Agile Security Is Now A Reality

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Businesses are looking to optimize and accelerate their Software Development Lifecycle (SDLC), in order to improve their operational efficiency and gain a competitive edge.

Service mesh is the popular architecture where monolithic applications are broken down into microservices, becoming the common delivery model providing for better agility, elasticity and scale. Companies that deploy service mesh architecture require advanced automation and orchestration tools to help them achieve these business goals (agility, elasticity, and scale) and assemble an ecosystem that supports continuous deployment.

Such orchestration tools offer automated container deployment, scaling and management, time code scanning, provisioning, testing and even security in the CI/CD pipeline. The most popular orchestration tool is Kubernetes. It is so broadly used, that each public cloud vendor has introduced a special Kubernetes edition.

Naturally, these benefits drive the rapid adoption of the above model, with the ultimate goal of continuous deployment. Even if an application is changed multiple times a day, each version must go through the full SDLC phases before being pushed into production – with no delays and no human intervention, at all. If security doesn’t run at the same speed, it is usually left behind.

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Normally, enterprises are forced to choose between agility and security. Most put agility first and try to retrofit security solutions into their deployments. But it’s worth noting that  digital transformation doesn’t just come with new technologies; it also forces structural changes and adjustments of business processes.

Naturally, because it gives more decision-making power to those who understand, choose and implement the emerging solutions, DevOps have a growing influence on information security related decisions and eventually, the overall application security posture of their company.

As everything is moving fast, how can businesses be both agile and secure?

Unfortunately, emerging technologies are just that—emerging—and they do not come with best practices. Companies still look for the proverbial yellow brick road to secure microservices and containerized applications. What might that look like? Market leading application security that also provides advanced automation, auto-scale and elasticity required by today’s DevOps and Security teams. But often, the first line of defense is a WAF.

[You may also like: Application Delivery Challenges for DevOps]

Can a WAF Be Agile?

WAFs are long known as showstoppers – they are slow, inaccurate, require a lot of tuning, exception handling and manual labor to maintain. Generating false positives and hurting the user experience, WAFs are by far the least favorite solution for information security teams. Can such an ancient animal adjust to the new ecosystem?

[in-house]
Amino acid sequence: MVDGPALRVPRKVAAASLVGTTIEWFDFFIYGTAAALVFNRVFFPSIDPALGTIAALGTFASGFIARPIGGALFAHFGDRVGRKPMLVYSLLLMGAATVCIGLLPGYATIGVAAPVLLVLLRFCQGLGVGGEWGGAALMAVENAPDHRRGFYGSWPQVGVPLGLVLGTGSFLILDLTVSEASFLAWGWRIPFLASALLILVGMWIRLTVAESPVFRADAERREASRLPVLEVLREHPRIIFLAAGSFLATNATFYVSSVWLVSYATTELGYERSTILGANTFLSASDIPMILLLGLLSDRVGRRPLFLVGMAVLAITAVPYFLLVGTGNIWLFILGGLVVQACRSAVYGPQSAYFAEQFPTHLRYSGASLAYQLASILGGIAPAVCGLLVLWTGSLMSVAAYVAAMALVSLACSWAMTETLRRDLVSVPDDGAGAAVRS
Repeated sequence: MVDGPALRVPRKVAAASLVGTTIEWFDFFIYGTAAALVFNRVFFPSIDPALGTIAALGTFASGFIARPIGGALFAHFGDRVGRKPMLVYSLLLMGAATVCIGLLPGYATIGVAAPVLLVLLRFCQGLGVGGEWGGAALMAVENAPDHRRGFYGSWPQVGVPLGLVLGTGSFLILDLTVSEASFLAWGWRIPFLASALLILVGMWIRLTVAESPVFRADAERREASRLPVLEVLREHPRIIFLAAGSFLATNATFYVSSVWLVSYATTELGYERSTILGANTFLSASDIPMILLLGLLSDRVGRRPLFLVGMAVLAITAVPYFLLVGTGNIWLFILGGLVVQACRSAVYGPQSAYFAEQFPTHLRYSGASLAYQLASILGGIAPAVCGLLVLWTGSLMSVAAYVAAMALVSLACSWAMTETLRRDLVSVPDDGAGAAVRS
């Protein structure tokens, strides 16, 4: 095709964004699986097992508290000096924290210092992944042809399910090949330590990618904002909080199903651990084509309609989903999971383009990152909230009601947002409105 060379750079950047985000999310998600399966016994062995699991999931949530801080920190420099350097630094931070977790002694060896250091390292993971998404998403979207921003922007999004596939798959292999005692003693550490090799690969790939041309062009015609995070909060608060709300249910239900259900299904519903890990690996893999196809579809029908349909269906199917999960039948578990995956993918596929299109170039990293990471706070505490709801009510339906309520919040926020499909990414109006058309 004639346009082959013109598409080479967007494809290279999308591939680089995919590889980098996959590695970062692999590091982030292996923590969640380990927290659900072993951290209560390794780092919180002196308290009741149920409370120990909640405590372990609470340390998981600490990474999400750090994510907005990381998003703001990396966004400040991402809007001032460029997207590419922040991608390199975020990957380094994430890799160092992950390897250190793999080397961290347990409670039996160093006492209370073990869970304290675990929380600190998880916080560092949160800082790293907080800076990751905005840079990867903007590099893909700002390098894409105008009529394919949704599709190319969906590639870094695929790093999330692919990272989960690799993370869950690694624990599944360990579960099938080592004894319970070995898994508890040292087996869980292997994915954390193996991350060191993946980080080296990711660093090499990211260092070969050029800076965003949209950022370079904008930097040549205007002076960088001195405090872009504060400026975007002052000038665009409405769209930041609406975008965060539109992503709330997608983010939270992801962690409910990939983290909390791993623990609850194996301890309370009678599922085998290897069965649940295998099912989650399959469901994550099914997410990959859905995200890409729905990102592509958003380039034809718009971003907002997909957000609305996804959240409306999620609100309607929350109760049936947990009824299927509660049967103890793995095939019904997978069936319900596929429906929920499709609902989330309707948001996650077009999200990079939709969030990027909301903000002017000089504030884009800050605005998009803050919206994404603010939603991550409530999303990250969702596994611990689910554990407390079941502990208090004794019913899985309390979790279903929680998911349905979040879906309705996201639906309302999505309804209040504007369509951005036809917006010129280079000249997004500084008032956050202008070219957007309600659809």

Yes, it can!

If organizations require agility first and foremost, then security must fit into that automated SDLC without disrupting continuous deployment.  However, organizations need more than just a “good enough” security solution. Their data is at stake. They require comprehensive protection.  Radware invested significant R&D efforts to solve this problem. The emphasis focused on finding the required level of automation, flexibility and elasticity.

Enter Radware’s new Kubernetes WAF, which features many integration options into the CI/CD pipeline. For example, it is fully controlled by Kubernetes, so application security grows and scales with Kubernetes pods, including learned policies and configuration settings.

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What’s more, visibility to both DevSecOps + Security teams via integration with common tools and platforms (like Grafana, Prometheus, etc.) is critical, as is a light footprint (an enforcement point in front of each pod while management, analytics and learning engine are run separately within the environment).

Lastly, and perhaps most importantly, security policies should be automatically generated and tuned. This can be accomplished by using machine learning with a unique auto policy-generation engine that studies the application/ microservice structure, analyzes potential threats and builds a security policy that is later adjusted whenever a change is introduced to the application. (Fun fact: Radware Kubernetes WAF does this).

And there you have it: Agile security!

As for security folks – you can maximize security for containerized applications with a unique combination of positive and negative security models for application protection in service mesh.

Read “Radware’s 2019 Web Application Security Report” to learn more.

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Ben Zilberman is a product-marketing manager in Radware’s security team. In this role, Ben specializes in application security and threat intelligence, working closely with Radware’s Emergency Response and research teams to raise awareness of high profile and impending attacks. Ben has a diverse experience in network security, including firewalls, threat prevention, web security and DDoS technologies. Prior to joining Radware, Ben served as a trusted advisor at Checkpoint Software technologies where he led partnerships, collaborations, and campaigns with system integrators, service, and cloud providers. Ben holds a BA in Economics and a MBA, from Tel Aviv University.

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